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University of Winnipeg
Jane Leverick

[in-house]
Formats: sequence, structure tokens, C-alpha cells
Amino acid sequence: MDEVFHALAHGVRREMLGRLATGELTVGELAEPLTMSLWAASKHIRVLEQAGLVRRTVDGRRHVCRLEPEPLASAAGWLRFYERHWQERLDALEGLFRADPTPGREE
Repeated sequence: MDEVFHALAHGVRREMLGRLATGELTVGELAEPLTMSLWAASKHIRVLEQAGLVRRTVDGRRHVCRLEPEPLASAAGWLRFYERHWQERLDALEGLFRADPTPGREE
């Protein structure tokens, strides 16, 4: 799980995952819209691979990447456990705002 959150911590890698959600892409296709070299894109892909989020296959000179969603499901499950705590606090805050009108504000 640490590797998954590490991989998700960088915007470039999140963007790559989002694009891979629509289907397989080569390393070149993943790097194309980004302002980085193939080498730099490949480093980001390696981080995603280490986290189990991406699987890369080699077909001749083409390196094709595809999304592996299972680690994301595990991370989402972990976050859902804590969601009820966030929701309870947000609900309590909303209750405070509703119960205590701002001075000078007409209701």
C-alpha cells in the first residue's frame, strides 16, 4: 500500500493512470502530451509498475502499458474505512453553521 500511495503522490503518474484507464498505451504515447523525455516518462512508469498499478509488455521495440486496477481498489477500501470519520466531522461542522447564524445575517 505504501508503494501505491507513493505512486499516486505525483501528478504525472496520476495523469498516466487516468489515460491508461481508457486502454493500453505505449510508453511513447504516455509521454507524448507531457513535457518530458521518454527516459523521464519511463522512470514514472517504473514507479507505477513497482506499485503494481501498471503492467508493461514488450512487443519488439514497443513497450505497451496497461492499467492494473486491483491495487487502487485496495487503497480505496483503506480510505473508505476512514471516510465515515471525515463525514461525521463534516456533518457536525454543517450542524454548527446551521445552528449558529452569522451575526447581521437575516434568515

Myth, Magic, and Shamanism 9/12/2013 1:37:00 PM Science and Religion  Revisiting theories on why religion is universal to help us think about science as an explanatory model  Science gives us something to become a community around  Gives us the knowledge of the way things are; i.e solar eclipse – the sun is coming back and we know this; explanations that things are not out of control  Science is a faith system o Tylor : The Need to Understand evolutionary approach. o Geertz: The need to make meaning & representations as models of & for society; interpretive approach o Malinowski: Anxiety and Uncertainty – functional o Durkheim : The Need for Community – functional o Freud : Reversions to Childhood Feelings; psychosocial approach  Religion is a system of symbols which acts to establish powerful, pervasive, & long-lasting moods & motivations in human beings by formulating conceptions of a general order of existence & clothing these conceptions with such an aura of actuality that the moods & motivations seem uniquely realistic. Clifford Geertz (1979) o Moved religion and anthropology out of the secularization theory o Could apply to modern rational/scientific knowledges o Science is essentially a set of symbols; not ideal because we still do things that we know cause harm – do we subconsciously think that science will fix it before it becomes out of control? – rationality?! Religion and Adaptation  Religion is involved in both the maintenance of culture and social structure, as well as periods of radical change. o Radical change is society is often a sign of the onset of a new religious belief  New religions often emerge during periods of stress – either economic, political, environmental, or social crises. Colonialism, oppression, technology „lag‟ are examples of this. o Culture of maintaining a balance (not broke/don‟t fix); hard to change as it is socially constructed; based off of tradition (gods will be angry if we change this tradition)  Ex. Familial structure; religion says no same-sex parents but government says otherwise – due to multicultural society + change o Affects success of the species o New religions come from religious movements due to hard times Science and adaptation  Science, like culture & religion, is expected to change. o Theories are disproved, never proven beyond possibility – always waiting to be disproved. o For now, this is the explanation; not yet proved wrong  “if women go to university and are too educated, their female identity will become unanchored; loss of femininity” – theory of the 40s, reflected world views at the time o The expectation is of moving on from the groundwork of prior knowledge o The expectation to build on the past  Science does not exist in a vacuum, it is a part of culture and the ways in which culture changes, both as a contributor to that change and as a reflection of that change. o We talk about technology and how it is a hand-axe (basic tool) use o We identify cultures through technology o You can‟t flake an obsidian shaft without some knowledge of pressure/physics/etc. – terms may not be used but knowledge is there  Example: Darwin’s Rib – how it reveals a model of complementarity between science and religion.  Blind acceptance of scientific “fact”  Counting extra ribs on female skeletons as religious “fact” even after seeing it in person – seeing what you want to see  Hard to understand – material not ideal Myth  Important Reminder! o holistic approach  whole range of cultural practices supported by each other such as subsistence patterns + family patterns o ethnographic present  written in a particular moment in time; many small- scale societies now are in touch with the global world – technological changes + advances  Emic: seeing things from the insider point of view. Attempts to understand meanings and practices from within the group/culture.  Issue of neutrality/objectivity – see saw balance  Etic: approaching understanding through categorizations and meanings assigned from an outside (predominantly Western) point of view. Our Worldview and Myths  Our worldview is: o shaped by our society‟s or community‟s myths; the sacred stories that we tell ourselves and others; what religion is all about o How we explain/articulate the world around us; how we act, what we make sense of, how we approach knowledge o Informs our behaviors and attitudes o Informs our understanding of how the world operates o “Describes” the origin and nature of humankind  Where did we come from, how did we get here, etc.  i.e Pope in support of evolution theory, because it does not change the basis of the Christian religion (same end result) o Influences our relationship to the world Stories of the Supernatural  FOLKTALES/LEGEND/MYTH o Academic versus popular usages of categorizing narratives and texts. o Lines between legend, folktale, and myth can be quite blurred - SO context and use is important.  We are comparative; operationalizing the variable; have to describe what you‟re talking about so you can compare to something similar  What we do/think/believe does not always fit into perfect categories o Could be described as one another due to being on par with other stories from around the world; why myth becomes almost a falsehood in popular culture  One group‟s legend could be another group‟s myth, vice versa… Folktale  A traditional story that is part of the oral tradition of a society o Fictional – could have happened o Supernatural Elements – fairy spirit/witch/god etc. o Moral – something to teach us Legend  A traditional story about past events that is considered to be true o Usually contains an element of reality – a known character, event, or place – some connection to a historical past event o Embellished stories of actual events – political purposes, teaching a moral story, claiming identity for the group, etc. Urban Legend  Contemporary story about people and events that never occurred, but are presented as real Myth  A sacred story that provides the basis for religious beliefs and practices – a sense of how we should act o Relevant today o Believed to be true by those who share them o A myth that stops being told is no longer a myth (no longer relevant)  Ex. Canada – talk about flag/north/polar bears; no longer beaver/moose/fur trade  Most Common Themes in Myths o Origin of the world and humankind  Every group has a notion of how humans came to be in the world o Existence and activities of the gods and spirits  What they‟re doing, what they did, what‟s happening (Jesus + parabols) o Creation and order of the universe  Every group has a notion of how the world/universe itself came to be o Nature of illness and death  Why we get sick, how we get well, what happens after we die?  Characteristics o parts of larger ideological systems  how we think about/perceive/understand the world; how it connects through ritual/symbol; reinforces relationship with plants/animals